Bangor's Battle Against 'Bath Salts' Yields Lessons for Other Communities

BANGOR, Maine - Three years ago, "bath salts" were big news in Maine. The synthetic drugs were blamed for acts of bizarre behavior and crimes that had law enforcement and emergency room doctors scrambling.

Jay Field reports on how Bangor successfully tackled the problem of bath salts.

But now, the use of these drugs is on the decline. And Maine's response to the problem has served as a model for cities and states around the country.

Retired Bangor Police Lt. Tom Reagan remembers a call he got back in 2011. "I'm monitoring the radio," he recalls. "I was the third one to arrive. Two officers arrived just before I did."

Reagan, who was the department's night commander at the time, is standing in front of the house where the call took place. As the cruisers pulled up, a woman in her 20's was looking up at the trees, screaming, "because her boyfriend was up there with five other women," Reagan says.

No one was up in the trees. At the time, Reagan says officers thought she was psychotic. "This particular girl was addicted early on and we dealt with her almost nightly," he says. "We'd get calls from her boyfriend that she was paranoid and threatening to kill him."

The girl was high on a street drug commonly called bath salts, which no one knew existed.

"It kind of just spread like wildfire," says Tim Shaw, an overdose prevention specialist with Bangor's public health department. Shaw says the drug caused havoc. Users would take their clothes off in public and violently threaten police officers, jail guards, emergency room doctors and nurses on a daily basis.

Shaw did research in effort to find out exactly what Bangor was dealing with. "I tried to figure out what's out there for education, what's out there for just materials to distribute," he says. "And there was - couldn't find anything. Really, we just had to start from the ground up."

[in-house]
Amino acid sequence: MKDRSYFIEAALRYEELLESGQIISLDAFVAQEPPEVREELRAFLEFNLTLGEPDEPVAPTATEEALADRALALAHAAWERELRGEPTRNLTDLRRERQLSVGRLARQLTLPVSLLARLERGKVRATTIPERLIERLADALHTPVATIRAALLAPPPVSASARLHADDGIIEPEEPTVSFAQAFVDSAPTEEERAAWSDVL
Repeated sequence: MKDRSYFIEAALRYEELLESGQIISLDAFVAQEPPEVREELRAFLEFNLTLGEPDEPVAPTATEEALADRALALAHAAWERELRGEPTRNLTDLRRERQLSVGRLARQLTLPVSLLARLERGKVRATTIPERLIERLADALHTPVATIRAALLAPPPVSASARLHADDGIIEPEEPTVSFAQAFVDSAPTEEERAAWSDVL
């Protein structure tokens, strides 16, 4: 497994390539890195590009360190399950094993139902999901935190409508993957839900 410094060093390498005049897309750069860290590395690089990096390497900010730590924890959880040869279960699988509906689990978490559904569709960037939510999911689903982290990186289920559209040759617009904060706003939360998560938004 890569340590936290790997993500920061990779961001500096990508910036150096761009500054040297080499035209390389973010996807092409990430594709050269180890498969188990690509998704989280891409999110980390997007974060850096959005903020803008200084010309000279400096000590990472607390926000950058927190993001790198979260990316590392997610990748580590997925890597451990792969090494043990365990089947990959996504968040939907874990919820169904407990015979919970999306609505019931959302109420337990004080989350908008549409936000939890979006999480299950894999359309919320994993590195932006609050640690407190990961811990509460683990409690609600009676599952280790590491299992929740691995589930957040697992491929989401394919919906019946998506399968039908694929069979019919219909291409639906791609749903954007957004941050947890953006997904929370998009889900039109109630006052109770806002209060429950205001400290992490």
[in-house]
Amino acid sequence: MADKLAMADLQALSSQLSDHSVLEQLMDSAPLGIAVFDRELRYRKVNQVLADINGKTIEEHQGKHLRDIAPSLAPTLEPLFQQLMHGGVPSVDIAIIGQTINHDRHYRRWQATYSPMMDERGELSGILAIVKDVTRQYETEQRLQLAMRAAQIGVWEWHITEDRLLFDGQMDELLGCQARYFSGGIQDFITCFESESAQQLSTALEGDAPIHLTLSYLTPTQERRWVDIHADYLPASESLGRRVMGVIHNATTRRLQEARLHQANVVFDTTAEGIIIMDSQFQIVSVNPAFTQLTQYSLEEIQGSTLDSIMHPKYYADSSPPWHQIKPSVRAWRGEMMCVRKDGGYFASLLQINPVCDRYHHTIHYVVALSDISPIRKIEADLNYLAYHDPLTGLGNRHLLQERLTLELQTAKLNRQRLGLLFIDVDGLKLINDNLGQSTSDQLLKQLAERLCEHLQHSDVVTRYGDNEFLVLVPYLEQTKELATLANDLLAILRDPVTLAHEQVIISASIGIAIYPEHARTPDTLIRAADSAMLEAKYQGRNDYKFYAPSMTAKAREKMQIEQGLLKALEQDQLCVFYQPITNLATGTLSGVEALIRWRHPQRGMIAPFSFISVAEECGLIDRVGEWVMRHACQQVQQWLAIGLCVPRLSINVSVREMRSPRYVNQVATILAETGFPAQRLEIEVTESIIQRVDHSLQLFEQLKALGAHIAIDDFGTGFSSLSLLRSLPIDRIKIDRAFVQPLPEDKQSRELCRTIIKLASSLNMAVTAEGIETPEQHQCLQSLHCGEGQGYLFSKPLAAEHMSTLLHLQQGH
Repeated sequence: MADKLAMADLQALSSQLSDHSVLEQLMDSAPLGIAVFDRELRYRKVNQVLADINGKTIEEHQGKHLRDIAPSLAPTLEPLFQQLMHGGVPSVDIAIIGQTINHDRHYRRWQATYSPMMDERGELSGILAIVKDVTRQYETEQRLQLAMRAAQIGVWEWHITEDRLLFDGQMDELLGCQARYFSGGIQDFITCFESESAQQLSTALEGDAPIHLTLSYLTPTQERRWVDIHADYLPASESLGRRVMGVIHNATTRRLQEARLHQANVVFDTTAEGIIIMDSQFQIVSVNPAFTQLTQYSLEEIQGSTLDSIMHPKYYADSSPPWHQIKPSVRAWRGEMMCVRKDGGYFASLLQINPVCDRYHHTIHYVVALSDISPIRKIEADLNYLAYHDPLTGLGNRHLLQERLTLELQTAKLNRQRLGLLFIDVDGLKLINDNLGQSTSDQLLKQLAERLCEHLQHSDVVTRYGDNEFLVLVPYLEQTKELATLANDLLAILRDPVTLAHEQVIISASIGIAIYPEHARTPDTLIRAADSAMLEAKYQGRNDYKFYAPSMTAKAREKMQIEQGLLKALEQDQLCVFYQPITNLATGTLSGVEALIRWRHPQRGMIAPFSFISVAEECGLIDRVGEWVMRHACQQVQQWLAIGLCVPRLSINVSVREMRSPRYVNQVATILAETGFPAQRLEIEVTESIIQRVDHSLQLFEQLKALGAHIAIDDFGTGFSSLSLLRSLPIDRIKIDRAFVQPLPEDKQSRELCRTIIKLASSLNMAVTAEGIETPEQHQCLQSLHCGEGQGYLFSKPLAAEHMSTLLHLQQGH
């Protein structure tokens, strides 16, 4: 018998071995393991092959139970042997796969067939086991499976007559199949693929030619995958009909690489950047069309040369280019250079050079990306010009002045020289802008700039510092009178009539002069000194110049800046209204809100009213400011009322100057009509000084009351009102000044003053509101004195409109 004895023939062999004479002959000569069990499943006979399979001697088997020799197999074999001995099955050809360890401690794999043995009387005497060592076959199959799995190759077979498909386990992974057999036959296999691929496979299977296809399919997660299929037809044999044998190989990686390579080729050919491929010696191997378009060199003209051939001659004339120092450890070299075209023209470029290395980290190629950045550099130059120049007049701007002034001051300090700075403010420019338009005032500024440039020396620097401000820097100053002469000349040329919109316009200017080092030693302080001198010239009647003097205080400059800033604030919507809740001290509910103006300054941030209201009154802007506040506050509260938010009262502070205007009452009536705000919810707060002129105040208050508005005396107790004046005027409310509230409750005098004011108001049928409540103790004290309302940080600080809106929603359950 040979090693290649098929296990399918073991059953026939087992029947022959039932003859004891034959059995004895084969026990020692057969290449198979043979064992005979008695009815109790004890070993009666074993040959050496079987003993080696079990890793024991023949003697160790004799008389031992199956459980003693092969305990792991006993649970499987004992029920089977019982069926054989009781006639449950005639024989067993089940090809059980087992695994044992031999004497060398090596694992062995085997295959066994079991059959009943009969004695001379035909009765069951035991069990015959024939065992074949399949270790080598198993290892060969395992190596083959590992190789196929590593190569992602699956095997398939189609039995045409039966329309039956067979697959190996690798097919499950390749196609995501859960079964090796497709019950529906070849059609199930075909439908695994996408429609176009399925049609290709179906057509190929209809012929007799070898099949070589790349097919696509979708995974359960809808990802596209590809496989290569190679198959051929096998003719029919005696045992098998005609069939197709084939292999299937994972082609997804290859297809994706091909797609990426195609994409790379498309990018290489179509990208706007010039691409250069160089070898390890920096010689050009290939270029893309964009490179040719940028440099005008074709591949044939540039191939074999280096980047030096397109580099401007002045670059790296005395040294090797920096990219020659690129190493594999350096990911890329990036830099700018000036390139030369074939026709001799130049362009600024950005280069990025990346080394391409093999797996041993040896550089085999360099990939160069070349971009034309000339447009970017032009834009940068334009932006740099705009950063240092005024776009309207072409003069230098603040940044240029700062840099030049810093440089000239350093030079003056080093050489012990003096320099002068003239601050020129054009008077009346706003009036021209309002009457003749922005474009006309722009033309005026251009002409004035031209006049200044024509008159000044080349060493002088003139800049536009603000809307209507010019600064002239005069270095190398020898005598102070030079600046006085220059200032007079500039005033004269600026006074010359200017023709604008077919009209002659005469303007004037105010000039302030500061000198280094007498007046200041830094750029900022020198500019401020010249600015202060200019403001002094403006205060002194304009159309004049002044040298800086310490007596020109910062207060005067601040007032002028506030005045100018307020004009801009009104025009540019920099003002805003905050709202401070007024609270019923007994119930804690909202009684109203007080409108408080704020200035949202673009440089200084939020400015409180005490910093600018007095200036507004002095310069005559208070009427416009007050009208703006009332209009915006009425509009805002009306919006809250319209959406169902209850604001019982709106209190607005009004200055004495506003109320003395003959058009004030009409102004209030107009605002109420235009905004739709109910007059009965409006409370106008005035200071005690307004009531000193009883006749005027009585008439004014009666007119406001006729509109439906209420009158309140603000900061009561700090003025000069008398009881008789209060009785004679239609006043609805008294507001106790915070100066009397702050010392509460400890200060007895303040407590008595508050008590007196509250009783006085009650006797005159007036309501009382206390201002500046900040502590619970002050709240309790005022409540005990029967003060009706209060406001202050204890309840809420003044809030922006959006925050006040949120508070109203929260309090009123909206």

Doctors, police, city leaders, public health workers - they had to start thinking like scientists, graphic designers, even marketing specialists. The city needed an attention-grabbing way to warn the community about the dangerous drug's familiar name, and the seductive, colorful packets it came in.

"Warning - Bath Salts," read one flyer from the city health department. "This is not a beauty aid." Businesses down town, reeling from encounters with bath salts users, displayed the flyer prominently in their storefront windows. And this video kicked off one of the many public forums held throughout the Bangor and beyond.

Audio from video: "I was emaciated. I lost about 40 pounds in those three weeks. I wasn't eating. I wasn't sleeping."

Word began to get out. But one key piece of the strategy was missing: "We needed laws," says Roy McKinney, of the Maine Drug Enforcement Agency.

McKinney says that in early 2011, bath salts could be legally purchased in gas stations and head shops. Laws were eventually passed banning the sale and possession of the drug.

And slowly, as 2011 gave way to 2012, Bangor was able to get the crisis under control, heading off its biggest fear - that teenagers would start using bath salts in large numbers. Mary Elliot is with Community Anti-Drug Coalitions of America.

"When it comes to young people," Elliot says, "obviously perception of harm and risk is a big driver in whether they're going to try a drug."

Elliot says media coverage of the shocking behavior exhibited by bath salts users has helped steer teenagers away from the drug. Use of synthetic drugs, including bath salts, started falling nationwide in 2012.